For example, because I had a lot of compassionate advice to offer some of the younger women on the Gaiman board, I went from a newbie community member to becoming a Board Goddess (seriously: I had a cult of Alaurians. I highly recommend having a cult. It does wonders for one’s self-esteem).
Don’t Exploit Your Tribe
Do you remember like, every 80's movie ever where the popular guy is dared to take the unpopular girl ( usually played by Molly Ringwald) out on a date and falls in love with her, but before he can tell her she finds out about the dare and dumps him? Meanwhile, Duckie is there just loving Molly Ringwald for who she is?
Don’t be the popular guy on the dare. Be Duckie. ALWAYS be Duckie.
If you join a tribe, do it because you feel a genuine connection to its members and can’t help but want to be a part of what is happening in that group. If you join it at first as a superficial marketing opportunity, the members will figure it out and it will be really hard to gain their trust.
If you made the same mistake that I did and self-promoted before getting to know the group, do yourself and your tribe a favor and just back off a little bit. Give them some space. Then just…be yourself. Marisa Murgatroyd, in her video about Niche vs. Tribe, says when we make choices that are congruent with who we are and what we can get behind, we’ll draw people around us. No self-promotion necessary--at least, not much: people will see and like what you do because, frankly, they like *you.*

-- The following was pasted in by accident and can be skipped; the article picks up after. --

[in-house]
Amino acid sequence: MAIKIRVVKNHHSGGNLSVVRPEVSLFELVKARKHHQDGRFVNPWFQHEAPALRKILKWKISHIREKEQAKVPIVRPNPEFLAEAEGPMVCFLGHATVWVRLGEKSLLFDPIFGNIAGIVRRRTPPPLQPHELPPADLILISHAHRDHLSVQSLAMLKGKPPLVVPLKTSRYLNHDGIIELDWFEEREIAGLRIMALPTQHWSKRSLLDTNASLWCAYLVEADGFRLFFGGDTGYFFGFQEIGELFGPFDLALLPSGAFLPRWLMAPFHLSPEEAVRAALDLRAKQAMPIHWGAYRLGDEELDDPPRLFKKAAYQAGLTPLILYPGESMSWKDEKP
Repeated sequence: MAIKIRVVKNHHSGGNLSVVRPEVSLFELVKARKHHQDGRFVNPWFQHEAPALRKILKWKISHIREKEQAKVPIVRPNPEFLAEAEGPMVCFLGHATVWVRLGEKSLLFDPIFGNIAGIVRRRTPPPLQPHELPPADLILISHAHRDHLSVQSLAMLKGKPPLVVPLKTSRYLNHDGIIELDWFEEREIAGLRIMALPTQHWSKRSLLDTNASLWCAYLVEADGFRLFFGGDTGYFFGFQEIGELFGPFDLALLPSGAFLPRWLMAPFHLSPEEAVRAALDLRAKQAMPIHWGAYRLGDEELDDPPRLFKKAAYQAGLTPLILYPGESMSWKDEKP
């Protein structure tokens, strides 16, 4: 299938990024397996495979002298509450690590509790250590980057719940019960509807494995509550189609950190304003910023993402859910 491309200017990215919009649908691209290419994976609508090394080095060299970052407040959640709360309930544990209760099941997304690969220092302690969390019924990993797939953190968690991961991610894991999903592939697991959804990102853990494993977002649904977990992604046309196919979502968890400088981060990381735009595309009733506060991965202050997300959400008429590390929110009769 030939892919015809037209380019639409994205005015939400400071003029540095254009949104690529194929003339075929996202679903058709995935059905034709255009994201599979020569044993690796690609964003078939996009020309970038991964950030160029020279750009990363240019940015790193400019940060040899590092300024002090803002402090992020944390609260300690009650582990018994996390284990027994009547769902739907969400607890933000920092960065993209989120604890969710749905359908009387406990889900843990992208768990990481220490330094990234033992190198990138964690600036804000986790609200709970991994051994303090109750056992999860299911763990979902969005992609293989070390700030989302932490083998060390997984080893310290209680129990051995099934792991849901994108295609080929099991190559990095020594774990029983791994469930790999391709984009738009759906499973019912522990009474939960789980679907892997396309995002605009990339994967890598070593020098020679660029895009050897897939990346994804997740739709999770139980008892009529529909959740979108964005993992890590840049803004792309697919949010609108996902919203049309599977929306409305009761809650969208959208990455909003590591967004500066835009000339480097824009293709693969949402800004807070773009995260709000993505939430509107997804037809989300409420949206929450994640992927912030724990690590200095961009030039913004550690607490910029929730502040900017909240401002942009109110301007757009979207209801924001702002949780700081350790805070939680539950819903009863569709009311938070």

Still Geeky After All These Years
As a postscript, I should let you know that the members of the Neil Gaiman Message Board, who call themselves the Worlds Enders (or WE-ers) after the discussion forum we frequented the most, have remained in contact for going-on 15 years. We experienced historic world events (9/11, the 2008 election, the Arab Spring) together. We intermarried and created geeklings of our own. We’ve attended each others’ weddings and memorial services. We mostly stay in touch via Facebook, but the board is still active, just not as much as its hey-day.
All the while, we dropped in at every Neil Gaiman reading or signing bearing a red balloon: our House sigil (to borrow from George RR Martin, another Voice of the Geek World). We bought every book Gaiman put out and donated to the causes that Neil endorsed. The love and acceptance we've experienced together is All Because of Neil, and we want to show him our support and appreciation.
My goal here isn’t to be another Neil Gaiman; it’s to be Alaura Weaver and to find a community that I can serve and give voice to with my writing so that they will support me as I grow in my career. Here’s hoping you can find a tribe like that, or inspire others to form a tribe devoted to your work.
By the way, if you haven't seen this, you should. It's Seth Godin's TED Talk on tribes; considered tribal marketing canon.